The View From Here

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Given the current climate in the world, what with the drumbeat of war emanating increasingly louder from the United States and a dozen of our best golfers about to play a match that was postponed because of a terrorist act, I wondered what exactly was the view of America in Birmingham, England, on the eve of a Ryder Cup that was last played amidst such enmity and bitterness.
 
Heres what I saw and heard, much of my research culled from an exercise known in these parts as the Monday night pub crawl:
 
I saw a billboard in center city asking how many more Iraqi children must die and for what reason. As I rode by that message, I found it somewhat reassuring to know that our staunchest ally allows its citizens, like ours, to ask dissenting questions of its government.
 
On the other hand, its futile to ask an Englishman for directions. They have a penchant for punctuating sentences by saying, right, and straightaway. So, in trying to get somewhere I heard the following, and it helps to imagine, say, someone with Montys verbal lilt (even though hes a Scot) doing the talking: Downtown, right. OK, what you do, right, is go down to the roundabout, right, and turn left, right. Straightaway. I, of course, shook my head and said, Right, then proceeded to go half a block with absolutely no clue. Do I go right, left or straightway?
 
We eventually made our way to a local sports bar and along the way youd have thought you were in Cincinnati or Seattle. I saw a bustling, vibrant collection of urban youth-Wall Street types in suits, shaven heads with tattoos, baggy jeans and dreadlocks, Middle and Far Easterners, blacks and whites.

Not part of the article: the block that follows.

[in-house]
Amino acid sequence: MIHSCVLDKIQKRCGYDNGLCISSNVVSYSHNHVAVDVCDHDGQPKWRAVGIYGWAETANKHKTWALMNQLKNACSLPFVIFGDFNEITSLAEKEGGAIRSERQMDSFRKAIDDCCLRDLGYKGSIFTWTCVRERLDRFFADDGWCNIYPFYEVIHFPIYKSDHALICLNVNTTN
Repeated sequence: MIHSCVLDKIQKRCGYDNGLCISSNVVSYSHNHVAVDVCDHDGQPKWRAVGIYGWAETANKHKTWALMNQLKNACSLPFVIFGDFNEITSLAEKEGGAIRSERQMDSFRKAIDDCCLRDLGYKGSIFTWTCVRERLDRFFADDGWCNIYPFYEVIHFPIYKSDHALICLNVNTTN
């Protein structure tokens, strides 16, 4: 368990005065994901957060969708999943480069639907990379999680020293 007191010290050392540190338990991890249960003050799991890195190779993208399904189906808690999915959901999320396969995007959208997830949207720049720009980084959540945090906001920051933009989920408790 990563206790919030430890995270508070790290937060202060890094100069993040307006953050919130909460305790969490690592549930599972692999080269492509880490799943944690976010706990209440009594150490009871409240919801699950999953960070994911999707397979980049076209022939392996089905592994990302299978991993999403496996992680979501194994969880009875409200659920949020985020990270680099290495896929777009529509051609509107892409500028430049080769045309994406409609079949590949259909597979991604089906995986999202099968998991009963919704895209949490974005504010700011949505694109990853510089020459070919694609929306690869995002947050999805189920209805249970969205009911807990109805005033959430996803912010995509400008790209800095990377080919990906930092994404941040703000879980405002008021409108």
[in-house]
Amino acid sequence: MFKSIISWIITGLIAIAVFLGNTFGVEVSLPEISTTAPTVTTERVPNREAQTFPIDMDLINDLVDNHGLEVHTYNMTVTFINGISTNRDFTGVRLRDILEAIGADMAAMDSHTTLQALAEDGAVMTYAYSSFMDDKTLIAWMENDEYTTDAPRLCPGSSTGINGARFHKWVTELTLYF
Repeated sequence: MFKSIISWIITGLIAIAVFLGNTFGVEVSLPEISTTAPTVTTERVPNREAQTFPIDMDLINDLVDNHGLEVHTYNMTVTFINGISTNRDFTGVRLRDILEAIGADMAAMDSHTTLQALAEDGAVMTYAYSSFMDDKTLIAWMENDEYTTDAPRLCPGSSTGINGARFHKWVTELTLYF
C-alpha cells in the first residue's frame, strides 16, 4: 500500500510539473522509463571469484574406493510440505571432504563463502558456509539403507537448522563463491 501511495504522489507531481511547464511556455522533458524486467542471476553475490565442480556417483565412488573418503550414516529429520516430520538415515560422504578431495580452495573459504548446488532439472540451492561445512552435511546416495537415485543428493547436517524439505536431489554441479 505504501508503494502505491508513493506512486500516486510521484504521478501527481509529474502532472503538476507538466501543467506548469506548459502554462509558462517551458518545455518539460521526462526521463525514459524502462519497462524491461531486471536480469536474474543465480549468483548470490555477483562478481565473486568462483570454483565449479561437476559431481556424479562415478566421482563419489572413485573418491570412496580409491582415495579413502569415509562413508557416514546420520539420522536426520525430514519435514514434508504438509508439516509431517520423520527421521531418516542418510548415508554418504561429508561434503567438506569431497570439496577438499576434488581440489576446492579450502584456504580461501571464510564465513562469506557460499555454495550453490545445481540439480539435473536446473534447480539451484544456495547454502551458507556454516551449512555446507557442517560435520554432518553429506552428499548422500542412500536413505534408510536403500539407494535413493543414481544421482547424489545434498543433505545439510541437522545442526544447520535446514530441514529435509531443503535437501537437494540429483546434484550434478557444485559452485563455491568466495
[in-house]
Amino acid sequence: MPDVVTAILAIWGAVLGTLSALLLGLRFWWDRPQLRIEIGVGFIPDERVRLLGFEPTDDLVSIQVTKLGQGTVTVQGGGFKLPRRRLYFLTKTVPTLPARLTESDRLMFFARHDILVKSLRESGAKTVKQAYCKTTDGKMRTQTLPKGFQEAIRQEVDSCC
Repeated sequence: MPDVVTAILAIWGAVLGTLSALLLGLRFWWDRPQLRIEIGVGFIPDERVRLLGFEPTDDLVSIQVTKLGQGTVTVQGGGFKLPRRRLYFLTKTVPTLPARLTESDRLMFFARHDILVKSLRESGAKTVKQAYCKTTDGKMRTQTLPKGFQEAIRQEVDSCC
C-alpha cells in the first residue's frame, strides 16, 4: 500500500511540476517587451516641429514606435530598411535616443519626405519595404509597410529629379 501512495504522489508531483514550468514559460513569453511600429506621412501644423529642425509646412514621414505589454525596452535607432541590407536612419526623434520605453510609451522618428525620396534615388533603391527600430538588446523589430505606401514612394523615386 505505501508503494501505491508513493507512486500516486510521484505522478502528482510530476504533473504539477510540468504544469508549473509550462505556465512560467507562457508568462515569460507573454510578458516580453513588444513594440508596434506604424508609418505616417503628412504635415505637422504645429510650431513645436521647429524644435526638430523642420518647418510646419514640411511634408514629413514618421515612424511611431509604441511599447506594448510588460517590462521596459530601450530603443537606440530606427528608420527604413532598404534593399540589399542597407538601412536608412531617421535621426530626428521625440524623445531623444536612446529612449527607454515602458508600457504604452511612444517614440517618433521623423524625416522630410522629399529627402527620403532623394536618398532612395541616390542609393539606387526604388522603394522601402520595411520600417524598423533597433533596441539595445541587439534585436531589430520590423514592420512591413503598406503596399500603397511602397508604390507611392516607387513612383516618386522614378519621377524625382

Inside the establishment, John Cougar Mellencamp blared away. And then Michael Jackson. We heard a litany of American musical icons. A friend asked a lady above the din, What do you think of all this American music?
 
Its crap, she replied, and then stood up to dance to K.C. and the Sunshine Band.
 
There was a bit of a cultural disconnect, though. Sure they had Eric Lindros and Shaquille ONeal jerseys all over the walls. But there was also a schedule of upcoming sporting events which proved to be somewhat comical. It listed things like, Wiggans v. St. Helens in rugby on Sept. 15th, Manchester City v. Blackburn in soccer on the 20th and then on the 25th the Bulls v. the Vikings in the NFL. Immediately I thought that at 185 pounds Jalen Rose of the Bulls is a bit light to go up against the men in purple.
 
Anyway, the night played on and we continued our research. With Barry White serenading, one chap told us he thinks Americans are at times war-like. Another said were a bit rude, like the time we ran on the green at Brookline.
 
I was pensive as I took this in. I excused myself and went to the 'loo,' their word for bathroom. So Im in the loo standing their doing my business and I looked left. There was a sports page taped to the wall, just like you see in the sports bar bathrooms in America. Only this one read, 'Henman is Britains Hero.' And I thought, 'Henman? Whats he ever won? In the U.S., weve got Tiger. Yea for our side!'
 
I returned to the pub. They were dancing to ABBA, the evening beginning to deteriorate. It was '80s flashback night and it couldve been Birmingham, Ala., just as easily as Birmingham, England. On the TVs high above the bar, fast-paced soccer highlights played via Sky TV. ESPN or Sky, it doesnt matter. Everywhere you look, its football season.
 
Finally, another friendly Brit asked me if I thought we should launch war. I said that I was no lover of war, but that I wasnt sure what was right. I said the only thing that I knew is that this week its not about war. Its about golf. And golf is better than war. So, I explained, lets play golf this week, and not fight about it.
 
Right, right, he said. And Springsteen blasted away above it all.
 
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